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Secundum artem : a lost art?


Chris Cairns,
Consultant Editor

Over the last 20 years much of the development in hospital pharmacy has been in clinical pharmacy. In many countries in Europe this development continues to take place. In my personal background as a clinical pharmacist, I have seen clinical pharmacy in the UK evolve from a ward top-up and visiting service to a care-based activity integrated into a whole range of healthcare activities. However, we must remember that clinical pharmacy is only one part of a hospital pharmacy service. It is important that the right medicines are chosen for patients, given in the safest way and monitored for both effectiveness and safety. But it is equally important to ensure that the patient gets a medicine of the highest quality that will meet their individual needs as a patient.

When I started as a hospital pharmacist, I remember vividly making great vats of creams and ointments. At one hospital we used to prepare on a monthly basis 100kg of “The Back Ointment”. I recall enormous amounts of oral liquids such as magnesium trisilicate mixture and literally thousands of bottles of disinfectants such as sterile chlorhexidine and the ubiquitous EUSOL. For most of us these days, the pharmaceutical industry has taken this burden off us, producing these and many other preparations in better forms and at better value for money. So is there any need for the pharmacist’s traditional formulation and compounding skills? Is this the death knell of our secundum artem?

I think not. Yes, there is no longer the need for us to make vast quantities of simple medicines, which the pharmaceutical industry can do better. Nor is there a need for us to be preparing traditional nostrums from scratch. However, the great strength of the pharmaceutical industry – to prepare large amounts of high-quality products at reasonable cost – becomes one of its great weaknesses when we need small amounts of specialist medicines or require great flexibility. The new secundum artem is for specialist formulations of products not available from the industry for reasons of stability, small patient groups or basic lack of commercial viability. Hence we need to keep our formulation and compounding skills to make products like clozapine suspension, fentanyl lollipops, diuretic liquids for preterm neonates and developmental drugs. We also need these skills for the preparation of parenteral nutrition, cytotoxics and intravenous admixtures. Not only do we need to fine tune doses for individual patients, but we need to work flexibly to meet patients’ day-to-day changing clinical needs. Looking to the future, there are also great challenges ahead with regard to gene therapy.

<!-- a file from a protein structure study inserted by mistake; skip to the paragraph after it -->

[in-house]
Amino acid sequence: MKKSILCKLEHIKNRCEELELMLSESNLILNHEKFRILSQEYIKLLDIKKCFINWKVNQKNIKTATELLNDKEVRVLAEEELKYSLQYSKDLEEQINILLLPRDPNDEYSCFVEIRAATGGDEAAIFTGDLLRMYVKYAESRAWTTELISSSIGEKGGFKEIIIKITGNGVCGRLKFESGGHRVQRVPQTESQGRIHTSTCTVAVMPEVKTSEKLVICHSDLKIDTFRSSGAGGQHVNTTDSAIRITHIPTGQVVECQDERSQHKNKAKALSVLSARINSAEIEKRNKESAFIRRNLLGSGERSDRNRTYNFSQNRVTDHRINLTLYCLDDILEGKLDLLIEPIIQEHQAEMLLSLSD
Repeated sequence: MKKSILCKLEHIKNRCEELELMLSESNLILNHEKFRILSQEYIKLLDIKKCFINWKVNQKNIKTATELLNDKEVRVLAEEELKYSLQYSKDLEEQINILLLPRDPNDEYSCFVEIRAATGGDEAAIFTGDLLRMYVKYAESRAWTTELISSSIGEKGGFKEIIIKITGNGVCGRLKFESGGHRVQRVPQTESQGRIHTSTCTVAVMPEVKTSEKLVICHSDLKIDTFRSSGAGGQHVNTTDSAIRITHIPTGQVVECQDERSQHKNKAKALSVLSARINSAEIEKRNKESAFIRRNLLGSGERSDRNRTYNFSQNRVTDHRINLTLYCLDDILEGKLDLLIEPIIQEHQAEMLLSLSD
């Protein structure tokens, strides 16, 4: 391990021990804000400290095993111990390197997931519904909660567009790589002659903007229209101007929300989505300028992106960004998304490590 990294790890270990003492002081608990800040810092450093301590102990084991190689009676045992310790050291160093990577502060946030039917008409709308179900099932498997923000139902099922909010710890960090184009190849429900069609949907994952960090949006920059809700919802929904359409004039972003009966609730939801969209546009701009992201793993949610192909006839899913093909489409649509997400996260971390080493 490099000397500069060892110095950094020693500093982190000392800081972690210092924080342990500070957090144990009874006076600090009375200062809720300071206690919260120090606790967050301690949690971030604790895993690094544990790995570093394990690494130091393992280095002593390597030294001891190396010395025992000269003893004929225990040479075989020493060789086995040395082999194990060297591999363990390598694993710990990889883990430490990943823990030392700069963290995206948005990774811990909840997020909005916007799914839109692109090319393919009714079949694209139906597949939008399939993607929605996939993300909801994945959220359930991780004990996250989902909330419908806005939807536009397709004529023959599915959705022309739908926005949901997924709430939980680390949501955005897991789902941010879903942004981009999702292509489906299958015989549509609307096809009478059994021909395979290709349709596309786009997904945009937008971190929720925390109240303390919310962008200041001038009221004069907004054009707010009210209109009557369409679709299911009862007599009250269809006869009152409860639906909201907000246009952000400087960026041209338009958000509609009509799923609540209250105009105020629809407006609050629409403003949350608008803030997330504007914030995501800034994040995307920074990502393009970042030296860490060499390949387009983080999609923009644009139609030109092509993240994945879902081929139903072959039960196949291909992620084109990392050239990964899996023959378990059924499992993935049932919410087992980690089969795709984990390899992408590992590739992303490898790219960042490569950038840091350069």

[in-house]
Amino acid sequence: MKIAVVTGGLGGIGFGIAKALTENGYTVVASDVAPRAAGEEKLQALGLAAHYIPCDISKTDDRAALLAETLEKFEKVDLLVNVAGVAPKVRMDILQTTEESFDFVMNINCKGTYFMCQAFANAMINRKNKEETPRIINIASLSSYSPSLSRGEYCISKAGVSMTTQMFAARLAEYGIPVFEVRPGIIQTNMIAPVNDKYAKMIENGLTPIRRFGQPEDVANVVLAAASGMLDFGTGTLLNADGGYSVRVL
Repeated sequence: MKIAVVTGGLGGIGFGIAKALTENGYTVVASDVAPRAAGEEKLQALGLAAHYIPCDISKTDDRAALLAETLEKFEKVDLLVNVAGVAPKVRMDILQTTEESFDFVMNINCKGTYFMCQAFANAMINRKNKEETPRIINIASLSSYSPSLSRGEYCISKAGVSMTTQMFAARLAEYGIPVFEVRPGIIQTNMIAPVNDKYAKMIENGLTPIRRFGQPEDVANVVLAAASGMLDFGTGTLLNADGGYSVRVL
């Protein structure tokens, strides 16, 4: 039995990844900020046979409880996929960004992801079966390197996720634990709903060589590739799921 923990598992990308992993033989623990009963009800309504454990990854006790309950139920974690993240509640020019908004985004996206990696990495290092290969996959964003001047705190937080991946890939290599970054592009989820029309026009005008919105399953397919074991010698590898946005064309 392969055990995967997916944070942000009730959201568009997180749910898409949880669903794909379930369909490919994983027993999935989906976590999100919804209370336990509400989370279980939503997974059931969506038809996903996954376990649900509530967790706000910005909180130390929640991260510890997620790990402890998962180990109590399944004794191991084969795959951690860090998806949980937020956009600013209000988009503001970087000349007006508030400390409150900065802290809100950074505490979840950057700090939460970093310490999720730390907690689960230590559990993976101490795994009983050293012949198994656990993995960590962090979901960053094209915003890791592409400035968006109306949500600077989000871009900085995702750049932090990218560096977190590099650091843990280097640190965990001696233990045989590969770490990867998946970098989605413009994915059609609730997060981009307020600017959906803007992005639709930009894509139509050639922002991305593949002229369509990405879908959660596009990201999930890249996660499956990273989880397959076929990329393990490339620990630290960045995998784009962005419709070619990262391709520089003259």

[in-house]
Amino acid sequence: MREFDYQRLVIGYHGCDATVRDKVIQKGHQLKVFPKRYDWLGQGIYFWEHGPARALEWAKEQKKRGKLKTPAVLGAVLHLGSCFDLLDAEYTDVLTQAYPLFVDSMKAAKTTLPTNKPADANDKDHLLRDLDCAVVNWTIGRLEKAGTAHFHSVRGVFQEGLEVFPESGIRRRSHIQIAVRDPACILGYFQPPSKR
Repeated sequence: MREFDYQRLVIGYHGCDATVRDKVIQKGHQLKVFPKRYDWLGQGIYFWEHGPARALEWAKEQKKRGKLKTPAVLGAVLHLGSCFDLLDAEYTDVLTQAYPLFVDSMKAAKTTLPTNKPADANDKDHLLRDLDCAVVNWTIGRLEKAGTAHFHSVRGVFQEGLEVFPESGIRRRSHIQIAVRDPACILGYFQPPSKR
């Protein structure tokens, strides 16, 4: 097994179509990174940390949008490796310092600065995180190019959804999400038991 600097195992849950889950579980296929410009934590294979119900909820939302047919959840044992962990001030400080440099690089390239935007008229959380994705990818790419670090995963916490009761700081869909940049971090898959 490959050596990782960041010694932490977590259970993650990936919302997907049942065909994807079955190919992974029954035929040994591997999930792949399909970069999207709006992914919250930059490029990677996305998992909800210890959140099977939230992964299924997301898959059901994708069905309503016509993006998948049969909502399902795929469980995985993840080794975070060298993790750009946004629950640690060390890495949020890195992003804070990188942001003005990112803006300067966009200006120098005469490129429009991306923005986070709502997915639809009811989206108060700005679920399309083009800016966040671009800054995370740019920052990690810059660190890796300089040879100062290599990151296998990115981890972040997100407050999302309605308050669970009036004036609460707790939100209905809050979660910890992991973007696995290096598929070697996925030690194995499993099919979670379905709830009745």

We do need to develop our skills to meet modern demands. Although underlying principles of patient safety and medicine quality do not change, we do need to evolve. The skills needed for plant-based galenicals do differ significantly from those needed for monoclonal antibodies. But as a profession we are good at adapting and developing. Our formulation and compounding skills will be needed for many years to come – let’s make sure we do not lose them.

Chris Cairns, Consultant Editor

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